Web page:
Garfield Peak


Moderate

3.4 miles round-trip
1010 feet elevation gain
Open mid-July through October 

Left: Crater Lake Lodge, with Garfield Peak to the right.


Perhaps the prettiest trail in Crater Lake National Park follows the lake’s craggy rim from the historic lodge to the wildflowers and views of Garfield Peak. As on all park trails, pets and flower-picking are banned.

The path starts from ...

Truth be told, the lodge here wasn’t always grand. Built from 1909-1915 at a cost of just $50,000, the building originally opened with tarpaper on its outside walls and flimsy beaverboard between rooms. Years of makeshift maintenance and harsh winters left the building slated for demolition in the 1980s. But a public outcry pushed the Park Service to renovate it instead. After a $35 million makeover, the lodge reopened in 1995 with elegant woodwork in the Great Hall, a modern bath in each guestroom, and its rustic ambiance remarkably intact.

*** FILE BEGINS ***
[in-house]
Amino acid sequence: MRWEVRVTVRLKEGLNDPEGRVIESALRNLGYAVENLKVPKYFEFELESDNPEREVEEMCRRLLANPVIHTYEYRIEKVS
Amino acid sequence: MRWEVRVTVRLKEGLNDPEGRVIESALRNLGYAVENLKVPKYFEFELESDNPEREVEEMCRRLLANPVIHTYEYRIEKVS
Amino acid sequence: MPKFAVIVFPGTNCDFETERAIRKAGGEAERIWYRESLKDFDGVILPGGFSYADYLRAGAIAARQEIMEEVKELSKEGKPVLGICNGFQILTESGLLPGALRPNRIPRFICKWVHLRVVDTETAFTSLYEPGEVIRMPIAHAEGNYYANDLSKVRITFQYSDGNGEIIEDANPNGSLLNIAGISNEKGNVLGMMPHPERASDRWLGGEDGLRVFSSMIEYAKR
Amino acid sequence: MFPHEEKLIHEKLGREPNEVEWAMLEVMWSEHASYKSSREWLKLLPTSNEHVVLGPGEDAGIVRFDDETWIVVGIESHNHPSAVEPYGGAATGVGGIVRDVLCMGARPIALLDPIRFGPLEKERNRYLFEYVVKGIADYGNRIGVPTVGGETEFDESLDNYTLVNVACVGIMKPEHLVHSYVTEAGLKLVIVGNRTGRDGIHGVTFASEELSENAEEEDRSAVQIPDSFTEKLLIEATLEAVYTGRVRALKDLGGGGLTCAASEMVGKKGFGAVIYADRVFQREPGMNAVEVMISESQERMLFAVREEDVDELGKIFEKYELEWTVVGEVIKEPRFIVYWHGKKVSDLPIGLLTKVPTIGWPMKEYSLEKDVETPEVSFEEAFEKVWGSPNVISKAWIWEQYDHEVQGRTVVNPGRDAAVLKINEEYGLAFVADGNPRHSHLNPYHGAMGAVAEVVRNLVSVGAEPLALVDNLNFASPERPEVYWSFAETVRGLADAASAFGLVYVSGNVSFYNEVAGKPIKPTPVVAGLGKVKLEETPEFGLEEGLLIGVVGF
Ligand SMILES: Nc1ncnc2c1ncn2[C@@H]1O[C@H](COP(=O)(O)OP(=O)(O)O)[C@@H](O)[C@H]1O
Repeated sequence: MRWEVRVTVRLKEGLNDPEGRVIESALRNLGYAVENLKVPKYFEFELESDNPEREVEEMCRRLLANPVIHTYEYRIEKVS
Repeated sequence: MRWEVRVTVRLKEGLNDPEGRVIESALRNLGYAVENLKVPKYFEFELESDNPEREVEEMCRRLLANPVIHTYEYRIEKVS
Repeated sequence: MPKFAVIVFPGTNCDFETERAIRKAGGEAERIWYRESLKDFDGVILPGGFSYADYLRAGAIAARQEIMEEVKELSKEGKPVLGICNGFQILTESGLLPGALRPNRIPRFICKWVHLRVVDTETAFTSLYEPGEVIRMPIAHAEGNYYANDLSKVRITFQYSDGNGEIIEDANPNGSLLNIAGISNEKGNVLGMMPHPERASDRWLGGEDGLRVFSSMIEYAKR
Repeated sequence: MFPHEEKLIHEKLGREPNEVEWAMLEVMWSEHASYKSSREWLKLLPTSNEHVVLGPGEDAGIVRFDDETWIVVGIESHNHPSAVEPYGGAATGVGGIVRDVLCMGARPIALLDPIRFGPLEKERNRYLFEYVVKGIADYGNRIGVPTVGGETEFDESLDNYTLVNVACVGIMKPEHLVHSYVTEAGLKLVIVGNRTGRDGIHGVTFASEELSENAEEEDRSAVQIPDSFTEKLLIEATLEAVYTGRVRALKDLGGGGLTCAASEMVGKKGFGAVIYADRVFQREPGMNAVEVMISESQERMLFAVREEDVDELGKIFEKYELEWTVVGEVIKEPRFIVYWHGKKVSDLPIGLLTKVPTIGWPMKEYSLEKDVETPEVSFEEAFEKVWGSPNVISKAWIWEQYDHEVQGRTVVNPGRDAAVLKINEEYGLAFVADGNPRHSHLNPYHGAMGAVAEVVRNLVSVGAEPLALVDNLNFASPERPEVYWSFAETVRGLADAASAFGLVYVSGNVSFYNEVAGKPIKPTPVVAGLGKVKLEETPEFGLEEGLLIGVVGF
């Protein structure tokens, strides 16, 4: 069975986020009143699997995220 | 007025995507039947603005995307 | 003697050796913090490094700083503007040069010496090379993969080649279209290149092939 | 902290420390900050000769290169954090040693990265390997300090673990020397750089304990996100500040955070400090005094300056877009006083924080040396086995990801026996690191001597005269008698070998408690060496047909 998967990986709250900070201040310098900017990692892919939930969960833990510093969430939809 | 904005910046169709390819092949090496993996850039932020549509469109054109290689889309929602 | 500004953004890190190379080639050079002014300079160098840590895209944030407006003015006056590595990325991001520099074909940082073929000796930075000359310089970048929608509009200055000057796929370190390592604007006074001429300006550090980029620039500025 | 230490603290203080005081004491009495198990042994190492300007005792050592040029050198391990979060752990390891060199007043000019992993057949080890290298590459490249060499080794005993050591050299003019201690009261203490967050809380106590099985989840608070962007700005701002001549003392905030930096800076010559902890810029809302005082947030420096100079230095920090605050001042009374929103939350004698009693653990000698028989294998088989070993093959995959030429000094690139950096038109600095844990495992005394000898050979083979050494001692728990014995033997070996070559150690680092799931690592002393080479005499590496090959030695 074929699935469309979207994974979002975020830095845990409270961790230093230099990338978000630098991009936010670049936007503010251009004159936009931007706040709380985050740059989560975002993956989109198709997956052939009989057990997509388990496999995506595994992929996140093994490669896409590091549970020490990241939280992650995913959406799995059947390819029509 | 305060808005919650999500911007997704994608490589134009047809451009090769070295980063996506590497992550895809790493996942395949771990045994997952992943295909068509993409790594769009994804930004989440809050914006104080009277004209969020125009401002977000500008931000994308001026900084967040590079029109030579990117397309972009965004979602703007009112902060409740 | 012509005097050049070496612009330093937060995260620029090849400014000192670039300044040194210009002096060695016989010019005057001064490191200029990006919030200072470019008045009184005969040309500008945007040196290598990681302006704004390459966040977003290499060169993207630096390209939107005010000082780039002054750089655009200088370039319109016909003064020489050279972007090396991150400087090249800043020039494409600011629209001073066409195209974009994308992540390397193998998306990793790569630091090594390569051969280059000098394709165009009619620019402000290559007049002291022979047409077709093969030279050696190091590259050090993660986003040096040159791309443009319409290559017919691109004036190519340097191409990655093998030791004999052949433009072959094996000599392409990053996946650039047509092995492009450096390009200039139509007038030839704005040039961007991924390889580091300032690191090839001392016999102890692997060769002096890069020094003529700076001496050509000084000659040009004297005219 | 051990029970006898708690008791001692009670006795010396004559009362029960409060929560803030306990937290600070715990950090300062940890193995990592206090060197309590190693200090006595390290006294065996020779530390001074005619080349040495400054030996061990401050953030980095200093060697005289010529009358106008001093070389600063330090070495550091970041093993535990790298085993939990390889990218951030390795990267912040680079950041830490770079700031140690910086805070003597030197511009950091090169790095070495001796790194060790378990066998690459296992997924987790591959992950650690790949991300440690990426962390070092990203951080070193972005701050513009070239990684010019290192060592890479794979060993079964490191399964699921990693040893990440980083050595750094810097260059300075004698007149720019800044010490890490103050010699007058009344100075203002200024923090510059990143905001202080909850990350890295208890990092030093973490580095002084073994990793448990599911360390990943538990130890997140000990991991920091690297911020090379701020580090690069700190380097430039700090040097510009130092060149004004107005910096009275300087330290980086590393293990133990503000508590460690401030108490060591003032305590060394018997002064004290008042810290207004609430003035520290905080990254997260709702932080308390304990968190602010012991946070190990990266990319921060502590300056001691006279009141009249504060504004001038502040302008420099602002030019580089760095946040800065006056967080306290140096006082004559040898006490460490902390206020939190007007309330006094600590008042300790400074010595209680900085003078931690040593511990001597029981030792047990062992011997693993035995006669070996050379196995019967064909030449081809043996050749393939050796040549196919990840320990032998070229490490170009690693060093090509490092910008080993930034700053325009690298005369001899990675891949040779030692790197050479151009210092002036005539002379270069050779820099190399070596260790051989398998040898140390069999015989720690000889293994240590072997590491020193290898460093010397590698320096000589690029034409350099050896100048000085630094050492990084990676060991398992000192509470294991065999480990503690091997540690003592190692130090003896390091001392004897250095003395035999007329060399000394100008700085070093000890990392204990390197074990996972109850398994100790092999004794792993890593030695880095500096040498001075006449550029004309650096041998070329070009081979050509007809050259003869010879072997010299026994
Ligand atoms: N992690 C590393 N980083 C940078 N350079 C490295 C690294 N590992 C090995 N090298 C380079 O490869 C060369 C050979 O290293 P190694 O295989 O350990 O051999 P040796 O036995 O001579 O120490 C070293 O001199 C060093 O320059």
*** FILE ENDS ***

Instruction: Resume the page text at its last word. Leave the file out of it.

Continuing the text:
Walk behind ... 

Pavement soon yields to a broad trail through meadows of pale blue lupine, bright orange paintbrush, yellow groundsel, purple daisy-shaped flea-bane, and white pearly everlasting. Views improve with each switchback. The trail climbs past cliffs of breccia—welded volcanic rubble from Mt. Mazama’s early mountain-building eruptions. The breccia here was long buried with lava flows, but these were stripped away by glaciers. The glaciers, in turn, vanished after Mt. Mazama lost its summit in a cataclysmic blast 7700 years ago.

Snow patches linger across the trail until August near the top. At this elevation, only gnarled, 5-needle whitebark pines survive. These trees’ limber limbs, so flexible they can be tied in knots, help the pines bend rather than break in winter gales.

Garfield Peak was named for ...

This chapter taken from the book 100 Hikes in Southern Oregon.